Collection

Jenny Holzer 'Inflammatory Essays', 1979-1982

Inflammatory Essays

Fecha:
1979-1982
Tipo obra:
Graphic material
Material:
Offset print on paper
Medidas:
10 impressions 43,2 x 43,2 cm c/u
Procedencia:
MACBA Collection. MACBA Consortium
Registre núm:
5047

Convinced that art resides in the concepts it sets out to communicate and not the form of the artistic object, Jenny Holzer has turned language into her creative material. Her first incursions into this field were her famous Truisms. Under this name, in 1977 Holzer began to hang posters in the streets of SoHo and other parts of Manhattan with incisive messages on social contradictions, sexuality, violence and the abusive logic of power. Arranged in alphabetic order and in black capital letters on a white background, she uses them ‘to keep people awake’ , as the artist explains in an interview.

Over the years Holzer developed longer texts, such as the Inflammatory Essays (1979–82), a series of texts of one hundred words each, written in a more caustic and aggressive language than the earlier work. Printed on coloured paper, they create a very visual discursive mosaic. As the title suggests, they are ‘inflammatory essays’ on intolerance, violence, rampant consumerism, the relations between the sexes and the abusive use of power. The artist uses texts by political thinkers in the communist and anarchist tradition (Lenin, Leon Trotsky, Rosa Luxemburg, Mao Zedong, Karl Marx, Friedrich Engels and Emma Goldman), but also texts by religious and liberal thinkers, or from popular literature. Besides their message, Holzer’s works are deeply poetic and have great powers of suggestion.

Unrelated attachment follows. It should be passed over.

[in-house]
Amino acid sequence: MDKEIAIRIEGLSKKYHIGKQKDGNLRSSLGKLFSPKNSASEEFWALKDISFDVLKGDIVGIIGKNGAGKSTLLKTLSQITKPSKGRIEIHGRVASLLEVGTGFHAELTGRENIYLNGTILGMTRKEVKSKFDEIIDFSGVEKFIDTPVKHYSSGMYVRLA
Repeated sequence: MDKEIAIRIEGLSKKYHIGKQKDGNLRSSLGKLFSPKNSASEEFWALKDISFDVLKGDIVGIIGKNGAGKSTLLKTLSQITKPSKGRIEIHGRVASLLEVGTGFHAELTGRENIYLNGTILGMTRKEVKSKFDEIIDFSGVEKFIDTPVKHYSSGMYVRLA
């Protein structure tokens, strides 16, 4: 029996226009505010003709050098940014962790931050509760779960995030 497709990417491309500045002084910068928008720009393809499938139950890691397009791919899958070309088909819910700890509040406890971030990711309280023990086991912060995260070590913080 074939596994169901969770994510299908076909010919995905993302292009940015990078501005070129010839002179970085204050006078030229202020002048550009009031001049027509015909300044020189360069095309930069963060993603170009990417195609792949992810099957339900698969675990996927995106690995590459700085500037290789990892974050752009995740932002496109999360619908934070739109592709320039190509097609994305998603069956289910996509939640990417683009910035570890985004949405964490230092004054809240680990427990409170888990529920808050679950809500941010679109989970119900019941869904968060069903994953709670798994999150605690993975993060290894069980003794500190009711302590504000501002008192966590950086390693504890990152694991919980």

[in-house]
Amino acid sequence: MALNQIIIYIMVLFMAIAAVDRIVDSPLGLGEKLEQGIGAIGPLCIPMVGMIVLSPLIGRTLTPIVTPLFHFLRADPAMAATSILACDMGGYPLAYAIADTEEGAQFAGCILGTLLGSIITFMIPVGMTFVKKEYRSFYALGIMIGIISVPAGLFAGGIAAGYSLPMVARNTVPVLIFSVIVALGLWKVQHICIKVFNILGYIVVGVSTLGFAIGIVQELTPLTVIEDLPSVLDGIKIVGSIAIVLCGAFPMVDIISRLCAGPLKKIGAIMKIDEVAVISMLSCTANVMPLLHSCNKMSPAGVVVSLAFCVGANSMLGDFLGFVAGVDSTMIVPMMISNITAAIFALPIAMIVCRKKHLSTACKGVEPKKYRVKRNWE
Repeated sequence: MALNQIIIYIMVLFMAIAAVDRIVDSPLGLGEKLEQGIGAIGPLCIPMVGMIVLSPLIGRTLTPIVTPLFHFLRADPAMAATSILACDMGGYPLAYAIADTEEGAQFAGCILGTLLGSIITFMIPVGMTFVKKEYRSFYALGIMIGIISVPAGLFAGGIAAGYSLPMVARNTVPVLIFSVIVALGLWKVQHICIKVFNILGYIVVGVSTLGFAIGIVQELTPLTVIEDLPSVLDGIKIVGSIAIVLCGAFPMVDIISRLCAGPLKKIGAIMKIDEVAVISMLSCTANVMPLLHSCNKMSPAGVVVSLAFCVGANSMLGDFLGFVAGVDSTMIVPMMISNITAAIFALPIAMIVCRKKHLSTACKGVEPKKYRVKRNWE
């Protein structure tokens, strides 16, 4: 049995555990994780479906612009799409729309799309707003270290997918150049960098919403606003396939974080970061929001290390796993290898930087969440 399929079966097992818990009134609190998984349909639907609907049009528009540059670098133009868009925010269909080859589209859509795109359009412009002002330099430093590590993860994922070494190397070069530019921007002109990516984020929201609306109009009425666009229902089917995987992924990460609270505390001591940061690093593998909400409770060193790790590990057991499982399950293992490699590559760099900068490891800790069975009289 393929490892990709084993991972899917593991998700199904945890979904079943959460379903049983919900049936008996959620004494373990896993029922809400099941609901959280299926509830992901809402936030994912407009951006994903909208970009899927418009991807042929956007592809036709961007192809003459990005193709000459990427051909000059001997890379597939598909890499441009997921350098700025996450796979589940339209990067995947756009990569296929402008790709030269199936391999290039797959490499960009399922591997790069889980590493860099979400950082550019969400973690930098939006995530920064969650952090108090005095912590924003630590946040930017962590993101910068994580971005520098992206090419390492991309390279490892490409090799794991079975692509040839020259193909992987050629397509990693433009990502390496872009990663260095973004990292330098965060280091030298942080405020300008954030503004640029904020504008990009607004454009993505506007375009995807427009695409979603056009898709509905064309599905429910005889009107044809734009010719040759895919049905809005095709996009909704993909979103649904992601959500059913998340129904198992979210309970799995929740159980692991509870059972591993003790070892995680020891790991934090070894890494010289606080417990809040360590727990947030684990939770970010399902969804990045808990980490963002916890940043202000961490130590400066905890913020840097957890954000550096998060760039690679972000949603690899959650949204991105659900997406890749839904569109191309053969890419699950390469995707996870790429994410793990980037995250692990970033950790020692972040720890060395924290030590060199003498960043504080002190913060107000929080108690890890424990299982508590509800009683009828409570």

The first Inflammatory Essays were published in 1979 in a book entitled Black Book Posters. The texts were printed on green paper. Later Holzer edited the Inflammatory Essays in a poster format and hung them in the streets of Manhattan, selecting each location according to the nature of each specific message. Every week she hung new posters, printed in different colours each time, so passers-by would know they had been changed. These were signed posters covering the entire length of a wall in the manner of wallpaper and denouncing all forms of abuse (‘The most exquisite pleasure is domination. Nothing can compare with the feeling’), whether social (‘People must pay for what they hold, for what they steal. You have lived off the fat of the land. Now you are the pig who is ready for slaughter’), or psychological (‘Fear is the most elegant weapon. Your hands are never messy’). With her battery of meanings and forceful yet suggestive tone, Holzer’s flaming essays configure a cartography of meanings on contemporary contradictions. ‘Change is the basis of all history. The proof of vigor. […] “Nothing essential changes.” That is a myth. It will be refuted.’

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